When a marriage ends, one of the hardest parts of the divorce process for parents involves child custody issues. As a parent, you would do anything to protect your kids, but that can be challenging, especially in an unfamiliar courtroom setting. We are here to help you better understand Colorado’s child custody laws so that you know what to expect during your divorce case.
Below, you’ll find our easy-to-follow child custody guide.
Colorado Child Custody Terms
Although you may be familiar with the phrase “child custody,” it’s important to know that Colorado stopped using that title back in 1999. Instead, it is referred to as “parental responsibilities,” which includes parenting time (physical custody), decision making (legal custody), and child support.
Parenting Time: Having the physical responsibilities as a parent whom the child will live with. This includes everyday caretaking duties, such as providing transportation, food, and drop-off arrangements. In Colorado, parenting time for a child is typically “shared” between parents; however, the ratio of shared parenting time is unique to the facts and circumstances of each family.
Decision Making: This refers to the authority given to parents to make major decisions about a child’s life, including religion, education, health,
Child Support: Court-ordered payments to support the child. that ensure that both parties are responsible for financially supporting a child. Based on the relative contributions required of each parent, one parent will typically have a financial obligation (child support) payable to the other party.
Parenting Time and child support are separate matters; so a Court will not base
parenting time decisions solely on whether a parent is current on child support.
Best Interests of the Child
If divorcing parents are unable to agree on a parenting plan, the courts will decide. Similar to most states, Colorado uses the Best Interests of the Child standard when determining parental responsibilities. The judge will take into consideration many factors, including the parents’ wishes, the relationship between the child and each parent, and the child’s ability to adjust to a change in community. An important factor is also the ability of parent to place the interests of a child ahead of his or her own interests.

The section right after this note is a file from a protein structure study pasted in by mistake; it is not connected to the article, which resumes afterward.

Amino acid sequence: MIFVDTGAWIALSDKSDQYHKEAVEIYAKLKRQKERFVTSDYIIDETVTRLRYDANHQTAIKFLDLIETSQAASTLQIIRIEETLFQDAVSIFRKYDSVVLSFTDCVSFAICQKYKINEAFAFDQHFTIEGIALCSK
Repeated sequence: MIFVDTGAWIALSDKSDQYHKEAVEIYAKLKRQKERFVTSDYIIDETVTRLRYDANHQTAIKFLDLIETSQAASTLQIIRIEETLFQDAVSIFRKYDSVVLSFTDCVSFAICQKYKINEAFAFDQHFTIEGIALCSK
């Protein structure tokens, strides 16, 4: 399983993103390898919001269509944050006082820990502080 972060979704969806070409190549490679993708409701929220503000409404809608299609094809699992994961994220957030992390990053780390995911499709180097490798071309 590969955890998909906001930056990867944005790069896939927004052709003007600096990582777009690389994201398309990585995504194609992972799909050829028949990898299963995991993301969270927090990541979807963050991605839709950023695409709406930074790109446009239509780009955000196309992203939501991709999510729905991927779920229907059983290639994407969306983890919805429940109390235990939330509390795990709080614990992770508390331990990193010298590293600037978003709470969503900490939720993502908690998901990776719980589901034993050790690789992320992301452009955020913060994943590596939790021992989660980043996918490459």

Family courts prefer to keep both parents involved in a child’s life, meaning that a court will craft a parenting plan that attempts to maximize a child’s best interests and parenting time with both parents as the circumstances warrant. In extreme cases where sexual or severe emotional abuse of the child is at issue or if the child witnessed severe domestic violence, parenting time and decision-making may be granted to one party.
Colorado Springs Child Custody Attorneys
As a parent, we know how urgent family matters are, especially when it involves your children. If you are dealing with child custody issues, we are here to help guide you every step of the way. Our experienced team of attorneys will help you understand your rights as a parent and discuss your child's best interests.
To schedule a consultation with Drexler Law, call us at (719) 259-0050.